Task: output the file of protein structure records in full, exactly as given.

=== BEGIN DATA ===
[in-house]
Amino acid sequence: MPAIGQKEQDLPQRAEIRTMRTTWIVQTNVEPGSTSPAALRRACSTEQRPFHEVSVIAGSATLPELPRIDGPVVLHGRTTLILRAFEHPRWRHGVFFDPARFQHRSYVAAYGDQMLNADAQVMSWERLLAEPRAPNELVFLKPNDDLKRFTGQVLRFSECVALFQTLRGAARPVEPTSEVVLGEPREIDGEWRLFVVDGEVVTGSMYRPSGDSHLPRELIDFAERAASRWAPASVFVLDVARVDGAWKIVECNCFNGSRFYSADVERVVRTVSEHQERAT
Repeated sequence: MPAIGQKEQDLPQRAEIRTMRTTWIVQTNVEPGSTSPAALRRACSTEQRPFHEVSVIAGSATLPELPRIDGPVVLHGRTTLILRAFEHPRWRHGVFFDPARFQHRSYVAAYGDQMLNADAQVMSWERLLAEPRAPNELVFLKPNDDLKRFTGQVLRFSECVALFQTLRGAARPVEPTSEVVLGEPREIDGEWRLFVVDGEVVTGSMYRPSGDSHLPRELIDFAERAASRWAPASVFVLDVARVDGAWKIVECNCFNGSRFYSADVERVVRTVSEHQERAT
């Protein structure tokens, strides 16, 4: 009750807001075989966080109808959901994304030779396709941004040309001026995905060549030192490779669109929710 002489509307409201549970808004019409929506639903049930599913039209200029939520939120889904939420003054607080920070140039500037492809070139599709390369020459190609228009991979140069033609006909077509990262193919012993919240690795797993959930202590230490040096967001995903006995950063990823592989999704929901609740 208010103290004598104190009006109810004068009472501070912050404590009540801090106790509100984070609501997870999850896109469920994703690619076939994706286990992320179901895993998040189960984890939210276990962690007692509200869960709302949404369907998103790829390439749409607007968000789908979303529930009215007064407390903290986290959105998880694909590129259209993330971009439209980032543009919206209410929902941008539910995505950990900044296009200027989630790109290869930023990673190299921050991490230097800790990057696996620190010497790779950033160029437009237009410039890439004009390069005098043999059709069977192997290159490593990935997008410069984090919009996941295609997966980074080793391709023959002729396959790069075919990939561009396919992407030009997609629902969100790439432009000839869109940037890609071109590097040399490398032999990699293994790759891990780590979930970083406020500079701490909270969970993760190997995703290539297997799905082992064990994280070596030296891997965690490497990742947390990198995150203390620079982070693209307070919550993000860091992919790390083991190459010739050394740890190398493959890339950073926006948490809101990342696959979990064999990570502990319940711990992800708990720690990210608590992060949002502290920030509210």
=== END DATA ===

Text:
[in-house]
Amino acid sequence: MPAIGQKEQDLPQRAEIRTMRTTWIVQTNVEPGSTSPAALRRACSTEQRPFHEVSVIAGSATLPELPRIDGPVVLHGRTTLILRAFEHPRWRHGVFFDPARFQHRSYVAAYGDQMLNADAQVMSWERLLAEPRAPNELVFLKPNDDLKRFTGQVLRFSECVALFQTLRGAARPVEPTSEVVLGEPREIDGEWRLFVVDGEVVTGSMYRPSGDSHLPRELIDFAERAASRWAPASVFVLDVARVDGAWKIVECNCFNGSRFYSADVERVVRTVSEHQERAT
Repeated sequence: MPAIGQKEQDLPQRAEIRTMRTTWIVQTNVEPGSTSPAALRRACSTEQRPFHEVSVIAGSATLPELPRIDGPVVLHGRTTLILRAFEHPRWRHGVFFDPARFQHRSYVAAYGDQMLNADAQVMSWERLLAEPRAPNELVFLKPNDDLKRFTGQVLRFSECVALFQTLRGAARPVEPTSEVVLGEPREIDGEWRLFVVDGEVVTGSMYRPSGDSHLPRELIDFAERAASRWAPASVFVLDVARVDGAWKIVECNCFNGSRFYSADVERVVRTVSEHQERAT
């Protein structure tokens, strides 16, 4: 009750807001075989966080109808959901994304030779396709941004040309001026995905060549030192490779669109929710 002489509307409201549970808004019409929506639903049930599913039209200029939520939120889904939420003054607080920070140039500037492809070139599709390369020459190609228009991979140069033609006909077509990262193919012993919240690795797993959930202590230490040096967001995903006995950063990823592989999704929901609740 208010103290004598104190009006109810004068009472501070912050404590009540801090106790509100984070609501997870999850896109469920994703690619076939994706286990992320179901895993998040189960984890939210276990962690007692509200869960709302949404369907998103790829390439749409607007968000789908979303529930009215007064407390903290986290959105998880694909590129259209993330971009439209980032543009919206209410929902941008539910995505950990900044296009200027989630790109290869930023990673190299921050991490230097800790990057696996620190010497790779950033160029437009237009410039890439004009390069005098043999059709069977192997290159490593990935997008410069984090919009996941295609997966980074080793391709023959002729396959790069075919990939561009396919992407030009997609629902969100790439432009000839869109940037890609071109590097040399490398032999990699293994790759891990780590979930970083406020500079701490909270969970993760190997995703290539297997799905082992064990994280070596030296891997965690490497990742947390990198995150203390620079982070693209307070919550993000860091992919790390083991190459010739050394740890190398493959890339950073926006948490809101990342696959979990064999990570502990319940711990992800708990720690990210608590992060949002502290920030509210």